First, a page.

What a TV show taught me about accepting my personality
In Season 1 of Netflix’s The Crown, sisters Elizabeth and Margaret reveal their envy for the other. Elizabeth, thrust into the role of queen, wishes she could lead the behind-the-scenes life of her sister, while Margaret is envious of her royal sister’s spotlight.
Just like Elizabeth and Margaret, we have a hard time accepting the life that we’ve been given, especially when we see others living lives that we envy. They were jealous of each other in three key areas, and I believe they’re areas where we (try-hard girls) struggle too.
Elizabeth was jealous of Margaret’s life.
It was no secret that Elizabeth wanted to be a stay-at-home mom, tucking in her children at night, instead of giving speeches to foreign dignitaries. She coveted that Margaret wasn’t constantly in the spotlight.
In the same way, we covet the lives of others. We want their vacations, their always-smiling kids, and their newly decorated home. Because of this, we’re constantly plagued by the question why can’t I live that life?
Margaret was jealous of Elizabeth’s position.
It was no secret that Margaret had the outgoing, gregarious, charming personality associated with celebrities today. The microphone and spotlight loved her, and she loved them right back. Margaret wished she wasn’t the “lesser thing” as she called it—she wanted the crown.
Try-hard girls, we get jealous of positions too. We want whatever “they” have: promotions, titles, recognition, or stage time. And we sorrowfully wonder why can’t I do what they get to do?
Both Margaret and Elizabeth are jealous of each other’s personality.
It was no secret that the sisters were envious of each other’s personality. Maybe Margaret wished to be a bit more reserved and less impulsive. Perhaps Elizabeth wanted a bit more charisma in her character.
In my life, I envy my best friend’s laid-back nature. She seems to move and live in the most gracious ways. This peaceful life happens because she’s organized, trusts in God’s provision, and prays…a lot. She calmly moves from one event to another while I’m giving countdowns and setting timers that sound the alarm. This comparison begs the question why can’t I be more like her?
But God desires us to be jealous of no one.
He doesn’t want us to be jealous of others because He doesn’t need a whole passel of Margarets or Elizabeths. God wired us with specific gifts, hopes, capacity, and energy levels. He needs you where you are to do the work He’s asked ONLY YOU to do.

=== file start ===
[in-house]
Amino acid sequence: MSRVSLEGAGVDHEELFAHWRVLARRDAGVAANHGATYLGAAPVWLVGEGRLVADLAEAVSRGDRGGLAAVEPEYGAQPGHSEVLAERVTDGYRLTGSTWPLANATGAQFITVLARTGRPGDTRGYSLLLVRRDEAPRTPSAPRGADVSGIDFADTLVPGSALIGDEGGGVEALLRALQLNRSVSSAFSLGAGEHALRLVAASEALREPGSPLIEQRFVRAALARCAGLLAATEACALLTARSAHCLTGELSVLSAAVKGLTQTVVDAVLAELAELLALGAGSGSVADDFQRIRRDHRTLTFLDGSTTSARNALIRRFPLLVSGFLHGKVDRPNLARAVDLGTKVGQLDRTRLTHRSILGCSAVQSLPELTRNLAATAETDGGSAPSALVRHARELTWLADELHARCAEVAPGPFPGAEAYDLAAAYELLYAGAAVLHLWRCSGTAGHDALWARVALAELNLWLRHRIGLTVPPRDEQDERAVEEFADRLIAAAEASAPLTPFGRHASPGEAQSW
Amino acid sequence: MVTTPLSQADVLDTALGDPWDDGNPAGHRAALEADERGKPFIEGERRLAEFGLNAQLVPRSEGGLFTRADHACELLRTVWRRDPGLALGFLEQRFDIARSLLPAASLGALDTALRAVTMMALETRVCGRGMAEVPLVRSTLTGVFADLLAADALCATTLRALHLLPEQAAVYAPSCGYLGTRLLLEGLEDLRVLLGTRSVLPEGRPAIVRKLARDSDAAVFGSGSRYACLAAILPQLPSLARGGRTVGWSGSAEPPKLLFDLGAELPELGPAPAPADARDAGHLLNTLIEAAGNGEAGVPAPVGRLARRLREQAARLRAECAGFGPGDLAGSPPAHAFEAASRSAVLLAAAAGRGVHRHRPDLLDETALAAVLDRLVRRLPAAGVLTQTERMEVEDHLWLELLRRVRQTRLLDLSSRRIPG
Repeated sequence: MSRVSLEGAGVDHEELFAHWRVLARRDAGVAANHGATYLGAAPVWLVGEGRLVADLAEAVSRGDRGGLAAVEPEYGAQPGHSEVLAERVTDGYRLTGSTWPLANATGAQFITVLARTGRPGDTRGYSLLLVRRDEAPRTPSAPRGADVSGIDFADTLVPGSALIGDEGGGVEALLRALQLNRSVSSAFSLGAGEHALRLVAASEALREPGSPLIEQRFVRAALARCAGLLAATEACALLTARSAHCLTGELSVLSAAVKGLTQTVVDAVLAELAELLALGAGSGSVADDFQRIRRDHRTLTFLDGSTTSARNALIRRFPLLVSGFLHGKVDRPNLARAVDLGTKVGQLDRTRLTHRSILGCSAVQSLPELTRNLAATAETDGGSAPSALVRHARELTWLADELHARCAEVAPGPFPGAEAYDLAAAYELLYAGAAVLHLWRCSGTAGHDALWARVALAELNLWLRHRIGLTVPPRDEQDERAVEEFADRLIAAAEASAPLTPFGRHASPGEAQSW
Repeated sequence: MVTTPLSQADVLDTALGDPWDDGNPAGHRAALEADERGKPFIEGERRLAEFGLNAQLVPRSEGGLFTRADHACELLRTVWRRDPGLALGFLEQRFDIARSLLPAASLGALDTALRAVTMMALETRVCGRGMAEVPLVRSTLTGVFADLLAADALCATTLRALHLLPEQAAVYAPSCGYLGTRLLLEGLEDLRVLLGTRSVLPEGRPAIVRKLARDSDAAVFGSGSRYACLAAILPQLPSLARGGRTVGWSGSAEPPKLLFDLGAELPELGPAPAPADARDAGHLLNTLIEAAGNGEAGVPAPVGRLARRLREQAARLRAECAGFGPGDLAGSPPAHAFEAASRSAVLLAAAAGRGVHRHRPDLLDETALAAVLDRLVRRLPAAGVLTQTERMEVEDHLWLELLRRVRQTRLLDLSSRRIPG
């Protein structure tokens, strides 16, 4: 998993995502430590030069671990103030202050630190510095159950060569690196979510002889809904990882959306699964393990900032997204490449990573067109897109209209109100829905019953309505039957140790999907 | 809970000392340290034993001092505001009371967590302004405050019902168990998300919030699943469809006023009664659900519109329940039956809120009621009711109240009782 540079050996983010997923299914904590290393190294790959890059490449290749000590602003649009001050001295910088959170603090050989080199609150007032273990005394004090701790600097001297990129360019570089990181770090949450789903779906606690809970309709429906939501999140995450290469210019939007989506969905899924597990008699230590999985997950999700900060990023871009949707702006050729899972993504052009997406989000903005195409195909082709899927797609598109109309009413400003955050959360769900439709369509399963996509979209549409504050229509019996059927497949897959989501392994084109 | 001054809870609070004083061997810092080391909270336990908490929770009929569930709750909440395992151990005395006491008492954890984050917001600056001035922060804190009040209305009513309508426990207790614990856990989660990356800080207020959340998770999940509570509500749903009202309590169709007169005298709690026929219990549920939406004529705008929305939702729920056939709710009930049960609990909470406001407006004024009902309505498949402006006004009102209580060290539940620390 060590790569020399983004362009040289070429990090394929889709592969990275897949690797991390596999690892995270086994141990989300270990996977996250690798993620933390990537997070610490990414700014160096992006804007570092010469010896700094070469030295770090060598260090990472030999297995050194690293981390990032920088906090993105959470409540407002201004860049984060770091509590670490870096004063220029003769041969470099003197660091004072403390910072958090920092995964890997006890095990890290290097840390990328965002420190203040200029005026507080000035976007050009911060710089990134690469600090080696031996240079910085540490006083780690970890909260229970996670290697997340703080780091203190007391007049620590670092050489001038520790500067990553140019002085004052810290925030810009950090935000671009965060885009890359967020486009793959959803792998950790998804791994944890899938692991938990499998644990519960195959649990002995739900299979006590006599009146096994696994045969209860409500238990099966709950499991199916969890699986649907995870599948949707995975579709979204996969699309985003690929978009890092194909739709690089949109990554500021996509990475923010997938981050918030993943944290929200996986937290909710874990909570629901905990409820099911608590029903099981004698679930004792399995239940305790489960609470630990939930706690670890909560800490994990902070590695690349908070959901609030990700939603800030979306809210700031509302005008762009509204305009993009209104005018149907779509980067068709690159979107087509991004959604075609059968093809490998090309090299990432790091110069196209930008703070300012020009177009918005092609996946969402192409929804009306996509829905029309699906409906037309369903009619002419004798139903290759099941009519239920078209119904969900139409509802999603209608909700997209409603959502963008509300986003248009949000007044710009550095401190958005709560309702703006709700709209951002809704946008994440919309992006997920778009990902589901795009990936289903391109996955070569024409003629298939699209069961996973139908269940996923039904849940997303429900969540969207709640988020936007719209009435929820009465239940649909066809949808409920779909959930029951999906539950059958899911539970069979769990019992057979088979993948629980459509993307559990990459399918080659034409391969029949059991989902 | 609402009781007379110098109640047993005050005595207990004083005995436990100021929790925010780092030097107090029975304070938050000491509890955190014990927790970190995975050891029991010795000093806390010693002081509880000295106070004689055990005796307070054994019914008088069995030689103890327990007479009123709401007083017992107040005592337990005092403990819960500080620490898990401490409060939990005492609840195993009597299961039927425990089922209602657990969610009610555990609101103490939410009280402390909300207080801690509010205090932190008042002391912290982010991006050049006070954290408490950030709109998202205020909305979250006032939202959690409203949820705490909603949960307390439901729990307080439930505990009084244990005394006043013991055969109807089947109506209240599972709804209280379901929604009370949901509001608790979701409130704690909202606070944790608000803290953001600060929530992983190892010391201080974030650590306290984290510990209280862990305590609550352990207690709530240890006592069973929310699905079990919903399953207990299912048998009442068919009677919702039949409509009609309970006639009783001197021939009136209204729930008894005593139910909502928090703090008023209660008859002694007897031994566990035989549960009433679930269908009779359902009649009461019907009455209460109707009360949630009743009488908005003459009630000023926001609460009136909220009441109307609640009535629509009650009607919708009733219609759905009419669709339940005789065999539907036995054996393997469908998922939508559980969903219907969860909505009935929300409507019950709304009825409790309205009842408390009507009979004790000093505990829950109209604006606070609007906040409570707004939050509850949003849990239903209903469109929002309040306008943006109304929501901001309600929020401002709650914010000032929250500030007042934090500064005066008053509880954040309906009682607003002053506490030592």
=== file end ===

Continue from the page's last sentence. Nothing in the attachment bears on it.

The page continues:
You are you for God’s glory and your good.
In the story of Mary and Martha, Martha does all the work and Mary does all the sitting, and we see a glimpse of two women with two very different personalities.
But here’s the deal: The point of the Mary and Martha story isn’t that God favors one personality type, set of gifts, or birth order.
In her book Having a Mary Heart in a Martha World author Joanna Weaver writes, “Martha… doesn’t lay aside her personality, give up her hobbies, and burn her cookbooks in order to worship Jesus. She doesn’t try to mimic Mary the Little Lamb; she simply obeys.” (The FCC requires that I tell you that I’m an Amazon Affiliate, which means I earn a bit of commission on each sale. But don’t worry there’s no added cost to you!)
What pleases God is available to everyone—relationship.
Relationships are based on love and adoration, and because of our love for Christ and gratitude for what He’s done, we do “good works, which God prepared in advance for us to do.” (Ephesians 2:10) We worship Him out of the life we’ve been given, the position we’ve been granted, and the personality we’ve been gifted.
God accepts all different types of worship because He created each life in a customized way.
Worshiping Christ looks like being fully ourselves and pursuing the very work that He gave us a passion for, which means that our worship is unique to us.
We worship Christ when we donate our time as an accountant for the non-profit whose cause we adore.
We worship Christ when we teach a child to read.
We worship Christ when we go back to school to be a licensed counselor.
Friends, God doesn’t want us to be who we’re not because the world needs who we are.
Just like Elizabeth and Margaret, we so easily disregard what we have because we think the opposite is better. But Christ made us who we are, to do what He’s placed a fire in our belly to do, in the way that only we can do it.
Elizabeth wasn’t supposed to be Margaret, Martha wasn’t supposed to be Mary, and you aren’t supposed to be anybody else but you.
May we each worship Christ by accepting what He’s given as we do the work He’s prepared for us, and may we move away from envy and toward contentment with the life He’s given us.